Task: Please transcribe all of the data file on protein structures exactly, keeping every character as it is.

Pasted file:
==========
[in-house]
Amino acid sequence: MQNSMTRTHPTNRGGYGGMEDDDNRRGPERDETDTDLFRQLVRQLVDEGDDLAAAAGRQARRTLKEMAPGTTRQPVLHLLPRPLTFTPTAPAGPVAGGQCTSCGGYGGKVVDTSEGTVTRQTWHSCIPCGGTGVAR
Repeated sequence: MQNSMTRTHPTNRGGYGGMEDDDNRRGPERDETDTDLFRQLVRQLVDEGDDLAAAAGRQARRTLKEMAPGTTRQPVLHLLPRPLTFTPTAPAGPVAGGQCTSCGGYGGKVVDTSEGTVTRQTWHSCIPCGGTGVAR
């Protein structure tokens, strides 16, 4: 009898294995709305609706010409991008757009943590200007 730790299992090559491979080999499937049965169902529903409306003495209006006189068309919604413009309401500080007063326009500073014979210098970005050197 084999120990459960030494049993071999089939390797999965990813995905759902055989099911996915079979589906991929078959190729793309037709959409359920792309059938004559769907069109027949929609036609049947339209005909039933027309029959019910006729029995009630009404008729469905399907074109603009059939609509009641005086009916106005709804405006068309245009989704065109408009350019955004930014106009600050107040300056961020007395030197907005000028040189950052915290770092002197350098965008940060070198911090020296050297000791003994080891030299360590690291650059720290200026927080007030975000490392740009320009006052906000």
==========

[in-house]
Amino acid sequence: MQNSMTRTHPTNRGGYGGMEDDDNRRGPERDETDTDLFRQLVRQLVDEGDDLAAAAGRQARRTLKEMAPGTTRQPVLHLLPRPLTFTPTAPAGPVAGGQCTSCGGYGGKVVDTSEGTVTRQTWHSCIPCGGTGVAR
Repeated sequence: MQNSMTRTHPTNRGGYGGMEDDDNRRGPERDETDTDLFRQLVRQLVDEGDDLAAAAGRQARRTLKEMAPGTTRQPVLHLLPRPLTFTPTAPAGPVAGGQCTSCGGYGGKVVDTSEGTVTRQTWHSCIPCGGTGVAR
């Protein structure tokens, strides 16, 4: 009898294995709305609706010409991008757009943590200007 730790299992090559491979080999499937049965169902529903409306003495209006006189068309919604413009309401500080007063326009500073014979210098970005050197 084999120990459960030494049993071999089939390797999965990813995905759902055989099911996915079979589906991929078959190729793309037709959409359920792309059938004559769907069109027949929609036609049947339209005909039933027309029959019910006729029995009630009404008729469905399907074109603009059939609509009641005086009916106005709804405006068309245009989704065109408009350019955004930014106009600050107040300056961020007395030197907005000028040189950052915290770092002197350098965008940060070198911090020296050297000791003994080891030299360590690291650059720290200026927080007030975000490392740009320009006052906000």